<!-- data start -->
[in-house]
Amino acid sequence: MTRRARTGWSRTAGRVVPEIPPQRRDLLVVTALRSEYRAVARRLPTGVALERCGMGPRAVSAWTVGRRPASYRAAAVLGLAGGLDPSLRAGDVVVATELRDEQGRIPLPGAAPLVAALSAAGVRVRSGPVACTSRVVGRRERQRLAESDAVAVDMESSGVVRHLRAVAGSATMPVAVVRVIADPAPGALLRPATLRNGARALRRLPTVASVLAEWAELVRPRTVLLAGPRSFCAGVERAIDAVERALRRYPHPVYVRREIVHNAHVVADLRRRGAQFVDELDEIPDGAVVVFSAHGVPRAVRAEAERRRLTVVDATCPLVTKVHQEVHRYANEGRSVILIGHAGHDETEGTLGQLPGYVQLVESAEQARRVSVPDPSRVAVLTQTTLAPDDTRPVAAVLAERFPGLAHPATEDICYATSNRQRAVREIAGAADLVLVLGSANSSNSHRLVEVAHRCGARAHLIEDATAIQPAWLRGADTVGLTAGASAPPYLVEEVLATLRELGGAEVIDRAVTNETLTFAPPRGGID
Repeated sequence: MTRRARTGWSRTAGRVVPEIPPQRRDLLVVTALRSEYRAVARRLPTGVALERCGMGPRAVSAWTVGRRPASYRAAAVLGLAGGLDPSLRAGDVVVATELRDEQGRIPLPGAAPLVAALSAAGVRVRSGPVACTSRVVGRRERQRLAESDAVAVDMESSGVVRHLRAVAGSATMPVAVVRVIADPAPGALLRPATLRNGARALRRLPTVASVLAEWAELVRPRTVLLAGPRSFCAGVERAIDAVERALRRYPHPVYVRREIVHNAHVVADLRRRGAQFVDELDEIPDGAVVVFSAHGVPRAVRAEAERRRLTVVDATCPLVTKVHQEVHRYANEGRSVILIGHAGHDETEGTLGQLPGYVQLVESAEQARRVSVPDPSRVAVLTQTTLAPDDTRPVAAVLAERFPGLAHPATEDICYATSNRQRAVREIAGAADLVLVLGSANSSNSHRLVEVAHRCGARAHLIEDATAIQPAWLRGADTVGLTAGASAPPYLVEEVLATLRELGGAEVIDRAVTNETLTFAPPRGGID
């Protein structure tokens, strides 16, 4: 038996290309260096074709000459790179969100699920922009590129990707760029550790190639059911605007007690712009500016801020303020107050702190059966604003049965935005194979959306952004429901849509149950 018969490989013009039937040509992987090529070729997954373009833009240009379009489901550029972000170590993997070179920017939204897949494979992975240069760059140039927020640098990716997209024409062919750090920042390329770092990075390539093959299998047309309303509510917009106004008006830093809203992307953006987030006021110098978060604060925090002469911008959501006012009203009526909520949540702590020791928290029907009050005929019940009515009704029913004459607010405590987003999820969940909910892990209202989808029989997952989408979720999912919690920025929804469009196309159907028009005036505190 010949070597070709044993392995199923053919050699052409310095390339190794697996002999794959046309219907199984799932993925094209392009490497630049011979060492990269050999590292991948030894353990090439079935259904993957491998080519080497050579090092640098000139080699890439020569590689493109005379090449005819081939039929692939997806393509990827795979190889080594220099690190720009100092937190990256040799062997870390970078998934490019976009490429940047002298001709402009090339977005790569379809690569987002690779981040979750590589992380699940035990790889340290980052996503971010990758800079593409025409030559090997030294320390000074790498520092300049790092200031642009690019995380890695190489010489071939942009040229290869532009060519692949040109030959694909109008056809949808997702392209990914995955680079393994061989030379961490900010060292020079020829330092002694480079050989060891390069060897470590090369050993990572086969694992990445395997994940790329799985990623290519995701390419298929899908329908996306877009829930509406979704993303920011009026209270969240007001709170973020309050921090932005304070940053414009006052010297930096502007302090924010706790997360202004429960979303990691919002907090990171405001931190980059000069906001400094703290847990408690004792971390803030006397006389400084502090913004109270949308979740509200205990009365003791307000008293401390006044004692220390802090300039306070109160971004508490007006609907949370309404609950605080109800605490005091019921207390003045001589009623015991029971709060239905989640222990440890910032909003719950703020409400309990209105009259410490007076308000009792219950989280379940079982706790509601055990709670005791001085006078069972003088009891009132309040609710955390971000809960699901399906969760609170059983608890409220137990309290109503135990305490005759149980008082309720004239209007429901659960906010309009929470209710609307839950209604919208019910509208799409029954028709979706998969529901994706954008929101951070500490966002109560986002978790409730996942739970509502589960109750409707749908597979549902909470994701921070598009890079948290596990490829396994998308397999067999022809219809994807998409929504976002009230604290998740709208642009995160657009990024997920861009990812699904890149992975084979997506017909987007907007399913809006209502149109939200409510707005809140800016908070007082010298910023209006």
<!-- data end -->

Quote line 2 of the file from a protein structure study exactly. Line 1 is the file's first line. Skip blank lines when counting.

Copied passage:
Amino acid sequence: MTRRARTGWSRTAGRVVPEIPPQRRDLLVVTALRSEYRAVARRLPTGVALERCGMGPRAVSAWTVGRRPASYRAAAVLGLAGGLDPSLRAGDVVVATELRDEQGRIPLPGAAPLVAALSAAGVRVRSGPVACTSRVVGRRERQRLAESDAVAVDMESSGVVRHLRAVAGSATMPVAVVRVIADPAPGALLRPATLRNGARALRRLPTVASVLAEWAELVRPRTVLLAGPRSFCAGVERAIDAVERALRRYPHPVYVRREIVHNAHVVADLRRRGAQFVDELDEIPDGAVVVFSAHGVPRAVRAEAERRRLTVVDATCPLVTKVHQEVHRYANEGRSVILIGHAGHDETEGTLGQLPGYVQLVESAEQARRVSVPDPSRVAVLTQTTLAPDDTRPVAAVLAERFPGLAHPATEDICYATSNRQRAVREIAGAADLVLVLGSANSSNSHRLVEVAHRCGARAHLIEDATAIQPAWLRGADTVGLTAGASAPPYLVEEVLATLRELGGAEVIDRAVTNETLTFAPPRGGID